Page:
“This is a tremendous opportunity for Florida State to move into our backyard and build a research and health care delivery system for this region,” McCullough said.
To help achieve FSU’s academic and research goals, McCullough said one of his top priorities has been to hire more full-time, tenure-track faculty. In the past year, the university has made major investments in this area, hiring more than 150 new faculty, with about 90 of those in tenure-track positions.
“We are especially focused on identifying and recruiting senior-level faculty, including National Academy members,” he said. “These faculty will help us pursue our research goals, attract federal grant funding and contribute to our national prominence.”
Along with growing the research enterprise, McCullough said the university will continue to support a culture of entrepreneurship and innovation by streamlining tech transfer policies to help make it easier for students and faculty to bring their ideas to the marketplace.
McCullough said the university is actively working on implementing recommendations of the President’s Task Force on Anti-Racism, Equity, and Inclusion, and several initiatives have already been completed, including increasing funding to hire underrepresented faculty.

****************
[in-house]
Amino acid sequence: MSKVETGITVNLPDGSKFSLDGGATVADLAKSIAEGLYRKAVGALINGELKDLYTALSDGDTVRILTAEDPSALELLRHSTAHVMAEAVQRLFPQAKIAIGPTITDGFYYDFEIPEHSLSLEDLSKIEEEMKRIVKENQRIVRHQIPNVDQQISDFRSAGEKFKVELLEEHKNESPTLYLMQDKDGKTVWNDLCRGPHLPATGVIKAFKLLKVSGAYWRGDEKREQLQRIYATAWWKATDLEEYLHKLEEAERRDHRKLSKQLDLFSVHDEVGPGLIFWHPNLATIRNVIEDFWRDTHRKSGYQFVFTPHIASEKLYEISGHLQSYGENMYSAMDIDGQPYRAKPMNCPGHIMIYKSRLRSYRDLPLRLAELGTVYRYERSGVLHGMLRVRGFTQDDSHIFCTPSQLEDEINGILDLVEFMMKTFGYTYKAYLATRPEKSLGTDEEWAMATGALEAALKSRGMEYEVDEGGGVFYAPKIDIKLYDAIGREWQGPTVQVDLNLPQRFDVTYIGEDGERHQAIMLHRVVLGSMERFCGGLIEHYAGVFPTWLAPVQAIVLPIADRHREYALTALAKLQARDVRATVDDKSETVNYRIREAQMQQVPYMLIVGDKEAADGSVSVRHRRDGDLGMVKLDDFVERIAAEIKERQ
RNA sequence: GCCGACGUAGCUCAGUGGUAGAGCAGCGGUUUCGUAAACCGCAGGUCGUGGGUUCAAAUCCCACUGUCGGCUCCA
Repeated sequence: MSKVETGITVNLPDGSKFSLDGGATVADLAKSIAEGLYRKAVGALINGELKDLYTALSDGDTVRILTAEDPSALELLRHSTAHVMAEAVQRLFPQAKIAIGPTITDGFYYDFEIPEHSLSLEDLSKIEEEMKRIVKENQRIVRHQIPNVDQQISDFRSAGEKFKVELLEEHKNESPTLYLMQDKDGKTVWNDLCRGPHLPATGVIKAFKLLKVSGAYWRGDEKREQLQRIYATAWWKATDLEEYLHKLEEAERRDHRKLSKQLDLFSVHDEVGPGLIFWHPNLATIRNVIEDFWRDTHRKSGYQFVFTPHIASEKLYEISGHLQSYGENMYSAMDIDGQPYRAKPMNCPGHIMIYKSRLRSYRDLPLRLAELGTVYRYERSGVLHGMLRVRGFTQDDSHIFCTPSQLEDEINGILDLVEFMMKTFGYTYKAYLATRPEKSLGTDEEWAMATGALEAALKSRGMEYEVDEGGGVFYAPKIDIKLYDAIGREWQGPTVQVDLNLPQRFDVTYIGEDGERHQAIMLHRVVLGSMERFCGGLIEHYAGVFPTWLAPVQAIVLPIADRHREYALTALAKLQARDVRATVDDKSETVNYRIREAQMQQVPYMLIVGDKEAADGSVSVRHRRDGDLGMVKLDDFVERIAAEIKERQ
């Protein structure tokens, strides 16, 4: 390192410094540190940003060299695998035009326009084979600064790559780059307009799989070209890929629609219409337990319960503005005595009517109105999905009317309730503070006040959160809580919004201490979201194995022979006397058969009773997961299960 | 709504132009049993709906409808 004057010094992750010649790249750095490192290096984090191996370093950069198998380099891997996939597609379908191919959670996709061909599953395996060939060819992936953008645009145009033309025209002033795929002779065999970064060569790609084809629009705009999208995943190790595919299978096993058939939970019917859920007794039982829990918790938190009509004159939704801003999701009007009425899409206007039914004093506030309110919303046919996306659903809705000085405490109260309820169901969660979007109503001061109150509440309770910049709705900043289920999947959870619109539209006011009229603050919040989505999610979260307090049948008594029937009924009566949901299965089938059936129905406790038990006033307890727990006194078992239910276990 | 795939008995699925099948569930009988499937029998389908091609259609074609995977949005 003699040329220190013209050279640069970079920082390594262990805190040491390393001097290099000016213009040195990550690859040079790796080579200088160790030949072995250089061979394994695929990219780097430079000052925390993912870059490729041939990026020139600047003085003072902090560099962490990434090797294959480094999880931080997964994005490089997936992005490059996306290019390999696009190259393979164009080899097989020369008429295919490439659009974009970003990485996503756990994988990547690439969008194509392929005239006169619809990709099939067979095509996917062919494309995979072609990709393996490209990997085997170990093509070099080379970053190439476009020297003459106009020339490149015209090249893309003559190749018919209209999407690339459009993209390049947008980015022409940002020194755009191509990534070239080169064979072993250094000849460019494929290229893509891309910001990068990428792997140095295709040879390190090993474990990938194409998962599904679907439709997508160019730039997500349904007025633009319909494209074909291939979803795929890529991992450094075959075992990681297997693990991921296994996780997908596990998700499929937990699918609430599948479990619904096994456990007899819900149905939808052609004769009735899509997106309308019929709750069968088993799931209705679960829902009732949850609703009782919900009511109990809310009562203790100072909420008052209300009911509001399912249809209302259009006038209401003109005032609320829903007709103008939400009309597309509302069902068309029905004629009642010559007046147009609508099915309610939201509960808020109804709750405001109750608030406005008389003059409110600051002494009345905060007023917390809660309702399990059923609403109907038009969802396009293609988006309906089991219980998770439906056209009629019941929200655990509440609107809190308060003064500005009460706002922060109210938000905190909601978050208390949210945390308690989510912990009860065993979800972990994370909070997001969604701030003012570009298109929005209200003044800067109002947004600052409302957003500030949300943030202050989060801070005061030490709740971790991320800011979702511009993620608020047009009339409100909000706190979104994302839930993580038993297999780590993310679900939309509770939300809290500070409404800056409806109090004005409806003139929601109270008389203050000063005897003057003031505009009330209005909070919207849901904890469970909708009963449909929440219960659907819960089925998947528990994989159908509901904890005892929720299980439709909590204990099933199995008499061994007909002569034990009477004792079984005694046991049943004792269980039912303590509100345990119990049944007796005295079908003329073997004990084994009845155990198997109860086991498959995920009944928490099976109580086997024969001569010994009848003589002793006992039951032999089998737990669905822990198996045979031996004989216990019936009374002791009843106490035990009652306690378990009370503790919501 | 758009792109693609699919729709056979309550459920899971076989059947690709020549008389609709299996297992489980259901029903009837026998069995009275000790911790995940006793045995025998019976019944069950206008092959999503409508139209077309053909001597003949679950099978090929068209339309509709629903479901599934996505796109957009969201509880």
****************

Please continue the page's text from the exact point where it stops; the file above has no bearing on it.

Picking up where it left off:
This year’s legislative session, which included a $125 million appropriation for FSU Health, was the most successful in university history. When the next session begins in the spring, McCullough said the university will continue to use a strategic approach and seek funding and operational support that will help FSU reach its long-term goals of reaching the nation’s Top 10 public universities and membership in the AAU.
“We have bold and audacious goals, and of course we cannot accomplish them alone,” he said. “As a public institution, we are uniquely positioned to improve the quality of life at Florida State University, but also the quality of life in the State of Florida.”
Fundraising is another top priority for McCullough, and the university will build upon an excellent year. In the past fiscal year, the FSU Foundation raised its the second-highest total in gifts and pledges in more than a decade. He said the university will focus on increasing alumni giving and will begin laying the groundwork for its next comprehensive campaign and securing gifts for the university’s highest, most strategic priorities.
In closing, McCullough underscored his optimism toward FSU’s future, and pledged to work tirelessly to achieve the university’s goals.
“From student success and faculty achievement to research and entrepreneurship; from fundraising and relationship building to nurturing an inclusive community and celebrating our athletic success, we have been relentless in our pursuit of excellence, and we have gained national attention for our efforts,” he said.
“This truly is our time.”